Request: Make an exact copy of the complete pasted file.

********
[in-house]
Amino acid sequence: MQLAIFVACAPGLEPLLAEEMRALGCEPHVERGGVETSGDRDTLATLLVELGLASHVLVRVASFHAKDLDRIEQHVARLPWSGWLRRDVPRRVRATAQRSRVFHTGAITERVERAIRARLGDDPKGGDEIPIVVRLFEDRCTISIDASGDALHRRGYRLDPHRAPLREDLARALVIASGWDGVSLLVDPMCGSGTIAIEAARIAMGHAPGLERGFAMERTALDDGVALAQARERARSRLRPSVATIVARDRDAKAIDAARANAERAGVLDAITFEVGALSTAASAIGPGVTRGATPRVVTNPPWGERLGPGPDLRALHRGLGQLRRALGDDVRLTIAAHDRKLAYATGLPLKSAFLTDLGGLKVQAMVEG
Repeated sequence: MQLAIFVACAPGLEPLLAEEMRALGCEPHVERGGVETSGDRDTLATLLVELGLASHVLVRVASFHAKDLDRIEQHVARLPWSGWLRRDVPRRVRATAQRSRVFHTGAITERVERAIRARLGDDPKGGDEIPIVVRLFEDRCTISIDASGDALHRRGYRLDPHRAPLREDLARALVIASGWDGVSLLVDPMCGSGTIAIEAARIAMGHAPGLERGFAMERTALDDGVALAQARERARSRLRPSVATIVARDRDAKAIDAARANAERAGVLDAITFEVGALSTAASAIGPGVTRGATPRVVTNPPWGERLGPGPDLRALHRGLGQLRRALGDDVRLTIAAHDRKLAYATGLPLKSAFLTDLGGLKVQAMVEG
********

[in-house]
Amino acid sequence: MQLAIFVACAPGLEPLLAEEMRALGCEPHVERGGVETSGDRDTLATLLVELGLASHVLVRVASFHAKDLDRIEQHVARLPWSGWLRRDVPRRVRATAQRSRVFHTGAITERVERAIRARLGDDPKGGDEIPIVVRLFEDRCTISIDASGDALHRRGYRLDPHRAPLREDLARALVIASGWDGVSLLVDPMCGSGTIAIEAARIAMGHAPGLERGFAMERTALDDGVALAQARERARSRLRPSVATIVARDRDAKAIDAARANAERAGVLDAITFEVGALSTAASAIGPGVTRGATPRVVTNPPWGERLGPGPDLRALHRGLGQLRRALGDDVRLTIAAHDRKLAYATGLPLKSAFLTDLGGLKVQAMVEG
Repeated sequence: MQLAIFVACAPGLEPLLAEEMRALGCEPHVERGGVETSGDRDTLATLLVELGLASHVLVRVASFHAKDLDRIEQHVARLPWSGWLRRDVPRRVRATAQRSRVFHTGAITERVERAIRARLGDDPKGGDEIPIVVRLFEDRCTISIDASGDALHRRGYRLDPHRAPLREDLARALVIASGWDGVSLLVDPMCGSGTIAIEAARIAMGHAPGLERGFAMERTALDDGVALAQARERARSRLRPSVATIVARDRDAKAIDAARANAERAGVLDAITFEVGALSTAASAIGPGVTRGATPRVVTNPPWGERLGPGPDLRALHRGLGQLRRALGDDVRLTIAAHDRKLAYATGLPLKSAFLTDLGGLKVQAMVEG